Photo by Anastasia Taioglou
In every culture and religion throughout the world water is synonymous with the female aspect of life. Where there is no water, there can be no life.
Water is considered the symbol of fertility and also of eternal life. Human beings consist mainly of water, and before birth we develop inside the womb, swimming in amniotic fluid. We can therefore say that we are “children of water.”
Read more…. Giving Birth and Being Born in Water
Photo by Sean Stratton
As access to modern maternity care increases around the world, women and their birth practitioners face the challenge of balancing modern birthing practices with traditional childbirth customs.
Read more…. Is There A Balance? Traditional Customs and Modern Birthing in Somaliland
Photo by Ricardo Herbert Jones
Debra opened the session by presenting her work on a film project, the aim of which was to look at birth models around the world, not just traditional midwifery. She then described how, at the International Confederation of Midwives conference in 2002, many of the traditional midwives had felt the ICM was not addressing their interests. The ICM seemed to be primarily concerned with trained professionals, so traditional midwives and those interested in working with them (30-35 midwives and advocates) held two informal meetings. They created their own subcommittee, the Committee to Promote Inclusiveness, and wrote a letter to request formal recognition from the ICM. The ICM responded that they could not recognize the group but advised that it continue to meet informally.
Read more…. Preserving Traditional Midwifery Around the World
Photo by engin akyurt
I have observed babies being birthed with the placenta detached and following right behind them for over 20 years.Throughout that time I have kept mental notes, observing, recording, pondering. Then one day, finally, it all added up. The explanation is a short umbilical cord, a phenomenon that requires us to allow time for the baby, the cord and the placenta to descend slowly through the birth canal, in the wisdom of nature, for a healthy and natural birth.
Read more…. The Cord and the Strength of Life: Something Extraordinary
Photo provided by Ashley Marshall
Hands are a gift—their intricate workings, the sensitivity in the fingertips. Hands can convey so much, do so much. The activities that hands undertake daily are numberless, and to be without one or both can make life a great challenge. (Try using only one hand for a day, and you’ll see what I mean!)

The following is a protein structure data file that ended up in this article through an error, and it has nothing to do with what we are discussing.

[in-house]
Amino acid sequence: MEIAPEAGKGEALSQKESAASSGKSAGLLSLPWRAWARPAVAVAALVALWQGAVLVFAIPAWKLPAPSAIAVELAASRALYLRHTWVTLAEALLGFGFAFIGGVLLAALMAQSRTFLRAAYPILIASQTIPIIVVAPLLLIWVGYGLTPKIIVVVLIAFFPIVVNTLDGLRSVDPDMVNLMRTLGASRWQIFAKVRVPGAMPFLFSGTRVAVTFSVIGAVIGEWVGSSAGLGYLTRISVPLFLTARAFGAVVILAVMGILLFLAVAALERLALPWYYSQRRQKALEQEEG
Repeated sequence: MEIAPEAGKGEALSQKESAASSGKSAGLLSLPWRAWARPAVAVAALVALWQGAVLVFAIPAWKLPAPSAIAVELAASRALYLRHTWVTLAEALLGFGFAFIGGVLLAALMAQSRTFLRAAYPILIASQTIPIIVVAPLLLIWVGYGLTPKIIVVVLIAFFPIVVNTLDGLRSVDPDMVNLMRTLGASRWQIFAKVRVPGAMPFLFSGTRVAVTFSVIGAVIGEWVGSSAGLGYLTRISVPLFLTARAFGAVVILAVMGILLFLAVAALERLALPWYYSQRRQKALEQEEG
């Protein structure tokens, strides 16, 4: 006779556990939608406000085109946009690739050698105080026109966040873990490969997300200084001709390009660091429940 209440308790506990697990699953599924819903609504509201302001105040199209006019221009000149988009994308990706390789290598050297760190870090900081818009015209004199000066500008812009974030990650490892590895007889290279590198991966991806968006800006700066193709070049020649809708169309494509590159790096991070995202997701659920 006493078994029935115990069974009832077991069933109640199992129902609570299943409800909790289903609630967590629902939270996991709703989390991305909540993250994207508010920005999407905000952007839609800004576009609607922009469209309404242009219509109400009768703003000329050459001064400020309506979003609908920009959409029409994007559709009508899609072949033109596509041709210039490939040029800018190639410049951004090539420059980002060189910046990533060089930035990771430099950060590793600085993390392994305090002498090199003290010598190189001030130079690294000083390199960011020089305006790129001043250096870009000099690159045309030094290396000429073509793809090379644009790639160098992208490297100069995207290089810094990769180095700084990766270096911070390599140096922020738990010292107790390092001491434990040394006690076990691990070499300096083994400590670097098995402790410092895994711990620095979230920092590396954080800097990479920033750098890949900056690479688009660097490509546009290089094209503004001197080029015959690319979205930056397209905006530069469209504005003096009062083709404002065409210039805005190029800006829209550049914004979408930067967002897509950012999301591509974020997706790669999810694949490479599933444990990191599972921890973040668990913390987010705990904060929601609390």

Read more…. Hands of Life
Photo by Linus Nylund
Water has flooded the new century, nosing her way forward with overwhelming power, washing away outmoded methods. It seems that destiny, rather than coincidence, led me to waterbirth. When I was a child, my home in Berlin faced the first university hospital (Benjamin-Franklin-Uni) offering “water cures,” an invention by Professor Schweninger of Berlin, who called himself a “naturopath.” His “Schweninger cures” were offered in Berlin as well as in Baden-Baden.
Read more…. Waterbirth: Contemporary Application for Historic Concepts
Photo by Jonathan Borba
One cause of placenta accreta and placenta percreta is the placenta’s embedding in the caesarean scar. But no one has published research showing a correlation between these conditions and single-layer repair. Before this repair is blamed for an increase in placenta problems, an association must be established.
Read more…. The Many Ways to Sew Up a Uterus: “Single-layer” vs. “Double-layer” Cesarean Repair: What’s Best?
Photos provided by author
We mothers must do what is necessary to create trust, regardless of the immediate rewards. And then we must let go and allow our babies to come to us in their own way, in their own time. Our job is to bury deep within them the knowledge that they are loved. This is what creates an everlasting bond.
Read more…. Bonding: Through an Adoptive Mother’s Eyes
Photo by Jennfer Rosenberg, Digital Art by Heather Long
Phosphorus is a major ingredient of not only bones and teeth, but also the human brain. It facilitates permeability of cell membranes, helping nutrients pass in and out of cells. As one of the five elements of DNA, it is a building block for our genes. In metabolism, phosphorus mediates energy.
Read more…. Bearer of Light— Homeopathic Phosphorus
Photo by Piyush Taneja
The woman my candle burns for tonight has been in labor for 46 hours. She had studied and prepared. She is in surgery now. The birth that she wanted didn’t happen; maybe it never will. I gingerly carry the candle to my room, careful not to smother the flame. Maybe she needs it lit now more than she did before.
Read more…. A Candle
Photo by Jennifer Rosenberg
During the last few days of my second pregnancy I began to experience severe itching. Being the tough cookie I am, I did not complain to my doctor.
Five years later I became pregnant again. When the itching returned, I did some Internet research. Almost instantly I read about Intrahepatic Cholestasis of Pregnancy.
Read more…. ICP—the Mystery Itch
Photo provided by author
Some men in my childbirth classes had never heard the word “midwife” prior to the first class. We can all work to make the word “midwife” more common through midwifery displays for exhibition at local libraries. I strongly believe this is an effective way to expose the general public to the Midwifery Model of Care.
Read more…. Library Displays Spread the Word about Midwives